As part of the strategic approach to flood and coastal defence problems, the Ministry encourages operating authorities to take and consider a wide range of possible options. It has also promoted the setting up of coastal defence groups, which provide a forum for discussion and co-operation and help ensure that coastal processes taking place within particular stretches of coast are taken into account.

To assist those groups in the strategic management of discrete stretches of coast, the Ministry has encouraged the preparation of shoreline management plans and has issued guidance on their preparation. The aim of the plans is to provide a basis for sustainable coastal defence policies and to set objectives for the future management of coastline, taking into account natural coastal processes, coastal defence needs, environmental considerations, planning issues and current and future land use.

Plans should be the subject of wide consultation with all bodies with an interest in the coastline and should take due account of other coastal initiatives. Coastal groups also play an important role in integrating SMPs with the work of local planning authorities with a view to avoiding problems in the future by discouraging inappropriate development.

Shoreline management plans are intended to be living documents and will need to be reviewed at regular intervals.

Mr. Tam Dalyellk:

What is my hon. Friend's policy on sand dunes and their preservation?

Photo of Elliot Morley Elliot Morley Parliamentary Secretary (Fisheries and the Countryside), Ministry of Agriculture, Fisheries and Food

My hon. Friend raises an issue that is slightly beyond the scope of the debate. I know that he has raised it because sand dunes and sand dune stability are an important part of preventing coastal erosion. There are strategies for dealing with the issue that involve the planting of suitable grasses and vegetation, along with proper management plans. We listened to the advice of our statutory advisers—English Nature in England and the appropriate countryside bodies in Scotland and Wales.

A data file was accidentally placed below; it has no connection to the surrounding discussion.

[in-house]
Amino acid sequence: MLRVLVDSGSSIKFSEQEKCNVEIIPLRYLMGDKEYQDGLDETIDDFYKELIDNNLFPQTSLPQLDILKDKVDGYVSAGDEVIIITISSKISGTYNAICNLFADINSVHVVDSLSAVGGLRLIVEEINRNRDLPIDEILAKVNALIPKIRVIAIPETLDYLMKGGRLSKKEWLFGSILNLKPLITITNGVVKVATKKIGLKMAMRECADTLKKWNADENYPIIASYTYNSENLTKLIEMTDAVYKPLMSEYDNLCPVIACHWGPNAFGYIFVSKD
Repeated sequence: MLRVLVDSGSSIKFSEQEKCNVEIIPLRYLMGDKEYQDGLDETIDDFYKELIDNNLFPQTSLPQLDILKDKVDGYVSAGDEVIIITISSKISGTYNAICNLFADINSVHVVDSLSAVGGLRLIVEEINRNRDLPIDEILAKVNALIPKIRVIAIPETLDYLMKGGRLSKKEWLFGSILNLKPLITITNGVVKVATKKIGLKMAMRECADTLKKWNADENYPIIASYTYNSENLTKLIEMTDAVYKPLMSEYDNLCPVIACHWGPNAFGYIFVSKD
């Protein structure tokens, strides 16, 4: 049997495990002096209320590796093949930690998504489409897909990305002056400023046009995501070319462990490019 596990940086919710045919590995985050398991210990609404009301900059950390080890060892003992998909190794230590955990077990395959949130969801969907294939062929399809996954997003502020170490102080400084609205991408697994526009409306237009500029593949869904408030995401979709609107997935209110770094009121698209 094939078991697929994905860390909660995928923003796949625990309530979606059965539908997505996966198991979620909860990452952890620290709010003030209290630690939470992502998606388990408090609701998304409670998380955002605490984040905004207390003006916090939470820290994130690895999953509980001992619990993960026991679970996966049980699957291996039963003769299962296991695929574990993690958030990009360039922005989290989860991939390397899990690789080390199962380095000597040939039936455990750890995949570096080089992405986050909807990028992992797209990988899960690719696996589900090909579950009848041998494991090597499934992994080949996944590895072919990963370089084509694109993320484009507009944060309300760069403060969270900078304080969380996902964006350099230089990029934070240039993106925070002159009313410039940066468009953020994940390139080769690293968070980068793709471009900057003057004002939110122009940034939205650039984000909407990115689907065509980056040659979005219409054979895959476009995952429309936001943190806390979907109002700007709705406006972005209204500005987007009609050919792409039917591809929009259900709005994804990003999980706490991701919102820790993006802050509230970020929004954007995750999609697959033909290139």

We intend to have a timetable for reviews, which should be included in shoreline management plans. This approach enables evolving knowledge of physical processes, environmental issues and land use to be drawn into the planning process.

As our understanding of coastal processes has improved, we have seen attention turn to adapting and supplementing the natural processes with the aim of adopting responses to flood and erosion risk that are more environmentally acceptable and sustainable in engineering terms. By moving sea walls landward, we may be able to reinstate areas of valuable salt marsh and intertidal flat, and, by creating a new buffer zone seaward of the defended line, improve the defences. This "managed realignment" has been piloted at a number of sites in Essex by a series of joint projects involving the Ministry, the Environment Agency, English Nature and the National Trust. These trials are still in progress, but preliminary results suggest that good results can be obtained. A consensus is emerging that managed realignment will play a significant part in the future management of low-lying coasts, and a joint Environment Agency/ English Nature policy paper on the subject is in preparation.

Photo of John Hayes John Hayes Conservative, South Holland and The Deepings